SAN JUAN, PUERTO RICO -- Two years ago, when Puerto Rican officials launched their effort for a congressionally mandated referendum that could lead to statehood, nobody seemed more eager to rally to their cause than officials in the District of Columbia.
They saw the Caribbean island as a natural ally that could help to push their long-stalled proposal for District statehood through Congress. The District and Puerto Rico proposals seemed similar, D.C. officials said. Each jurisdiction has a large minority population and has tried for decades to define its relationship with the federal government.
"It would be a further insult to us for either house to move a bill on Puerto Rico while ignoring" the District, Del. Walter E. Fauntroy (D-D.C.) said earlier this year.
But here in Puerto Rico, few politicians are eager to see the two issues joined. Indeed, a spokesman for Gov. Rafael Hernandez Colon, an opponent of Puerto Rican statehood who initiated the referendum proposal in 1989, produces a two-page statement that ticks off seven reasons why the District and Puerto Rico should be judged separately.
Statehood may be fine for the District, the statement says, but the District and Puerto Rico are vastly different. Unlike D.C. residents, Puerto Ricans are deeply divided over statehood, have a history of "violent secessionists," do not pay federal income taxes and would face economic uncertainty as a state, the statement says.
"Whereas nationality is not an issue in D.C., Puerto Ricans are a distinct people with a long Latin American and Caribbean heritage," the statement says. Puerto Ricans have been debating their island's status since the days of Spanish rule, says the statement, which goes on to note that, unlike the District, Puerto Rico has its own national anthem, Olympic team and a large population that speaks only Spanish.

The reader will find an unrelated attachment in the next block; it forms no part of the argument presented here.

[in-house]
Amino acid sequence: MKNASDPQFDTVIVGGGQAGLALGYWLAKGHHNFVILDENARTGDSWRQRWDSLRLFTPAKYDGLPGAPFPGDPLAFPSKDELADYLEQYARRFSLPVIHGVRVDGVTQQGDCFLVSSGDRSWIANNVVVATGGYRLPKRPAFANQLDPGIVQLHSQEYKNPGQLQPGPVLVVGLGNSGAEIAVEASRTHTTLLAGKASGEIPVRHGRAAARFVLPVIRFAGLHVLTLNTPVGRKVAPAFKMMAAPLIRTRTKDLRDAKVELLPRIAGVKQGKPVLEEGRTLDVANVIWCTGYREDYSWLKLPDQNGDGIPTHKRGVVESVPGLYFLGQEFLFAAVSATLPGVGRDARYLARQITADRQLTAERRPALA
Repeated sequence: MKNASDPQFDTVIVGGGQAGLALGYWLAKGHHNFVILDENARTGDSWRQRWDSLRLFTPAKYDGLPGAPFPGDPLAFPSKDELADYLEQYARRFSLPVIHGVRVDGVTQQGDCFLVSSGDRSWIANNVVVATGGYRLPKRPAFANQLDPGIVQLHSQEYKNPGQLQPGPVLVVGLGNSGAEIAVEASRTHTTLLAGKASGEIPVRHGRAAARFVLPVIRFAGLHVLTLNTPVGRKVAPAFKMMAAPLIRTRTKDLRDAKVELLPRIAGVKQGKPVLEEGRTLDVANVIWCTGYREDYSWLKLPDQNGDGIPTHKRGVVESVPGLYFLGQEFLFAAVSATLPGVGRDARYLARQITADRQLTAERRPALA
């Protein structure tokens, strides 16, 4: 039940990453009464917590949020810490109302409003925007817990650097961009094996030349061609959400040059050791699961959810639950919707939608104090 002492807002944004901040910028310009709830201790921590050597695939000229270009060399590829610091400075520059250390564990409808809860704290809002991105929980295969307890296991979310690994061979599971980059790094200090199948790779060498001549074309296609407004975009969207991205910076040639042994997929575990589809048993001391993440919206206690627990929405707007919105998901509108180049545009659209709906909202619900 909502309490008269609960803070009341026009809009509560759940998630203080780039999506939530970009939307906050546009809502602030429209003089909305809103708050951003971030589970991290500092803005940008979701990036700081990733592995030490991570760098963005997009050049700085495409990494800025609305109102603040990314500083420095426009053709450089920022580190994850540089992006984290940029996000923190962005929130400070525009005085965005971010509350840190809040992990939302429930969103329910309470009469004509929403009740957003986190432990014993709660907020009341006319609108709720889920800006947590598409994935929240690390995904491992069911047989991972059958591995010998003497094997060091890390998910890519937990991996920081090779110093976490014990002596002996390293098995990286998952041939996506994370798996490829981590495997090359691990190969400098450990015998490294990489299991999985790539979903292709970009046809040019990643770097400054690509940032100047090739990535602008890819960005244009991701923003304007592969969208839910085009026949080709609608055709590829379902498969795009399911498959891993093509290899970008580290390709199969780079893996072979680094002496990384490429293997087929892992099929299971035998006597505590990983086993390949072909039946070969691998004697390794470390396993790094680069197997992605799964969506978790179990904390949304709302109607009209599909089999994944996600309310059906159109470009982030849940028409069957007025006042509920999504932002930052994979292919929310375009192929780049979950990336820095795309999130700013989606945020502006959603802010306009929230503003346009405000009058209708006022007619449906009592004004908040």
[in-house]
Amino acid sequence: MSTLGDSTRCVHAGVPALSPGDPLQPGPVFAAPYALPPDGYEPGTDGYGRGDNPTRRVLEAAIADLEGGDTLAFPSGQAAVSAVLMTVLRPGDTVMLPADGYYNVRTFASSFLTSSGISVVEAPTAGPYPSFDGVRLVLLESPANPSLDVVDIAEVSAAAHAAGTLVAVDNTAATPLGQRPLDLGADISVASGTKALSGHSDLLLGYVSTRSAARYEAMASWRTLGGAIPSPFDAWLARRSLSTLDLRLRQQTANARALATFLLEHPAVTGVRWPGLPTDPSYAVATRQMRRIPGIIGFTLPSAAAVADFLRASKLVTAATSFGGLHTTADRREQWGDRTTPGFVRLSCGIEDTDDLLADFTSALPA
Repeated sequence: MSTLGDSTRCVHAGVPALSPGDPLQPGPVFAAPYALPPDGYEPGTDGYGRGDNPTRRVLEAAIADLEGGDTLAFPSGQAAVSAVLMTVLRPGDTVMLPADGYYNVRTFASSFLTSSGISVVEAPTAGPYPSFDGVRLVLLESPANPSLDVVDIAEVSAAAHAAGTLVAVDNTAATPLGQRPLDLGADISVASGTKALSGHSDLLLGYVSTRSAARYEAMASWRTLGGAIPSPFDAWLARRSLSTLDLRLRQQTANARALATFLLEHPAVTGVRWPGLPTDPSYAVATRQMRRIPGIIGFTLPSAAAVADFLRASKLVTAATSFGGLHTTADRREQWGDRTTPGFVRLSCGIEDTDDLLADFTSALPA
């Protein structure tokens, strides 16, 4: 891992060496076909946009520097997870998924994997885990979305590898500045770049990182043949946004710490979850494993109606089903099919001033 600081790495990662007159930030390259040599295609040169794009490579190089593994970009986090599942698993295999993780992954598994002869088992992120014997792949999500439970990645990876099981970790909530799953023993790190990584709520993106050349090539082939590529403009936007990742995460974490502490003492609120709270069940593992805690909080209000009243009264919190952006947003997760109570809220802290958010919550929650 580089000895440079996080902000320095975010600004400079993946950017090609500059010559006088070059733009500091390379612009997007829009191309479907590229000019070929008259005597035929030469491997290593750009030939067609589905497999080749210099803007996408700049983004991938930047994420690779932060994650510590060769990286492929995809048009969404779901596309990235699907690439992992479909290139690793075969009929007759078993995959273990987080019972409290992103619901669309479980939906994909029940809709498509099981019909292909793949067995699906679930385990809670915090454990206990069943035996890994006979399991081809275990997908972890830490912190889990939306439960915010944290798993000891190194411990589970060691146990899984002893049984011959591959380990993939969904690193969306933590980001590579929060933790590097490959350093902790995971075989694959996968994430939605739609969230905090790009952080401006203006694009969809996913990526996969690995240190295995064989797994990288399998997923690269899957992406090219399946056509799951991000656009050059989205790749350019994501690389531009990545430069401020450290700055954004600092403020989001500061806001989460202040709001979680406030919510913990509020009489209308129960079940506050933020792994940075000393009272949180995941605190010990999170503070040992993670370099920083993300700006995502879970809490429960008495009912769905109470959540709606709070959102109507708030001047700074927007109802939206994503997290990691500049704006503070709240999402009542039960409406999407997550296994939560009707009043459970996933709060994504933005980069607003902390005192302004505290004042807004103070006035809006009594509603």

Statehood and independence supporters here also say they believe the D.C. proposal should be judged separately. They argue that the District's unique status as the nation's capital is established by the Constitution, making the city's claim for statehood a "constitutional issue."
Puerto Rico's claim for the right to an election on its future is based on more recent federal pronouncements, such as post-World War II assurances to the United Nations that the United States would not treat the island as a colonial possession.
The emergence of Jesse L. Jackson as the District's leading statehood advocate is not likely to win support for linking the two issues next year, when a statehood referendum for Puerto Rico will once again be debated in Congress, said aides to Hernandez Colon.
They said there is bad blood between Jackson and the governor growing out of Jackson's insistence that he draft the language on Puerto Rico in the Democratic Party's 1988 presidential platform.
Jackson insisted on stating that the Democratic Party believed in "empowering the commonwealth of Puerto Rico with greater autonomy."
The phrase seemed innocuous at the time, but Hernandez Colon's opponents seized on it in the island's 1988 gubernatorial race with an ad campaign painting him as a secret supporter of independence.
Members of the governor's staff have called the ads "the big lie," but they say polls show that the ads cut sharply into Hernandez Colon's early lead and nearly cost him the election.
Hernandez Colon said he was so troubled by his poor showing that he raised the issue of a referendum in early 1989, hoping Congress would approve it to resolve the island's political future.